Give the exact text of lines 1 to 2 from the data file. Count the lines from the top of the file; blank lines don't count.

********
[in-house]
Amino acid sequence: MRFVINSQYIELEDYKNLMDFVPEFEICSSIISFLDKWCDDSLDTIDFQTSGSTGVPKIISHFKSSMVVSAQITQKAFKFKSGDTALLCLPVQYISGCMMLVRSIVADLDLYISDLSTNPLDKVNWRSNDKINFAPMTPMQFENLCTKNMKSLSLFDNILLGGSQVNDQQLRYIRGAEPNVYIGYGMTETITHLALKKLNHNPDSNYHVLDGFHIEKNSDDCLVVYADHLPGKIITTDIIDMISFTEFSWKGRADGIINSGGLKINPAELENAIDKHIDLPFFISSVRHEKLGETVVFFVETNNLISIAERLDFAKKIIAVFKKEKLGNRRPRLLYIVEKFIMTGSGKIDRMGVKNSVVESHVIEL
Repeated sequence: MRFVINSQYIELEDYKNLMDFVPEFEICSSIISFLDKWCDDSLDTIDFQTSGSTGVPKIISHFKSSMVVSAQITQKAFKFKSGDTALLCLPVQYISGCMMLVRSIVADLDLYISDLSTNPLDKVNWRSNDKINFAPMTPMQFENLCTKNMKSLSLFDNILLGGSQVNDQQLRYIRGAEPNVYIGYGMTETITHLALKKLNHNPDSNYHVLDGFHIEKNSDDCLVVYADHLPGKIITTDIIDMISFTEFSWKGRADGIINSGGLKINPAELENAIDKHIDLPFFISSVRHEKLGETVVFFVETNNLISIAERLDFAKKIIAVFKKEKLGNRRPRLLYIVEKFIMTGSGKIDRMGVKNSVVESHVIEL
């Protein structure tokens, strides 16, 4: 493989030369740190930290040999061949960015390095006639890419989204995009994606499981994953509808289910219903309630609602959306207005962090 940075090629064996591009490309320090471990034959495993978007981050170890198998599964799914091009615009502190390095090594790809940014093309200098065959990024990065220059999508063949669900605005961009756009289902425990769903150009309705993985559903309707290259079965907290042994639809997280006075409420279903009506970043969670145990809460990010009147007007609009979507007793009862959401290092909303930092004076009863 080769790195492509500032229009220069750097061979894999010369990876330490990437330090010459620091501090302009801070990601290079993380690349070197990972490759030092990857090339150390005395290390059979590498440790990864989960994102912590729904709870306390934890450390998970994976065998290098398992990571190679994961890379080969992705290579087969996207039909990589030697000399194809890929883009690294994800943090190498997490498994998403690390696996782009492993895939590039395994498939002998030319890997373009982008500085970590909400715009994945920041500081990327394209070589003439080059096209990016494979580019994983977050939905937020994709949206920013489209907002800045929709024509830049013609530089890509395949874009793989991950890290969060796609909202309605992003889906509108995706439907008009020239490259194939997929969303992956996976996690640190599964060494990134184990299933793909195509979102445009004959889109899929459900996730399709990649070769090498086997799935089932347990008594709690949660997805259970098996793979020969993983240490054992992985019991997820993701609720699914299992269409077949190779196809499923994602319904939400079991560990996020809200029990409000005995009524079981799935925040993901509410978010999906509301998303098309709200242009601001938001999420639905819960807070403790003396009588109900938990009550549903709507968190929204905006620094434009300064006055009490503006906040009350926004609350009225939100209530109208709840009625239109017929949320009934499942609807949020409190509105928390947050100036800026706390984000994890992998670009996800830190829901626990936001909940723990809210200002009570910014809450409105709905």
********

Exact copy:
[in-house]
Amino acid sequence: MRFVINSQYIELEDYKNLMDFVPEFEICSSIISFLDKWCDDSLDTIDFQTSGSTGVPKIISHFKSSMVVSAQITQKAFKFKSGDTALLCLPVQYISGCMMLVRSIVADLDLYISDLSTNPLDKVNWRSNDKINFAPMTPMQFENLCTKNMKSLSLFDNILLGGSQVNDQQLRYIRGAEPNVYIGYGMTETITHLALKKLNHNPDSNYHVLDGFHIEKNSDDCLVVYADHLPGKIITTDIIDMISFTEFSWKGRADGIINSGGLKINPAELENAIDKHIDLPFFISSVRHEKLGETVVFFVETNNLISIAERLDFAKKIIAVFKKEKLGNRRPRLLYIVEKFIMTGSGKIDRMGVKNSVVESHVIEL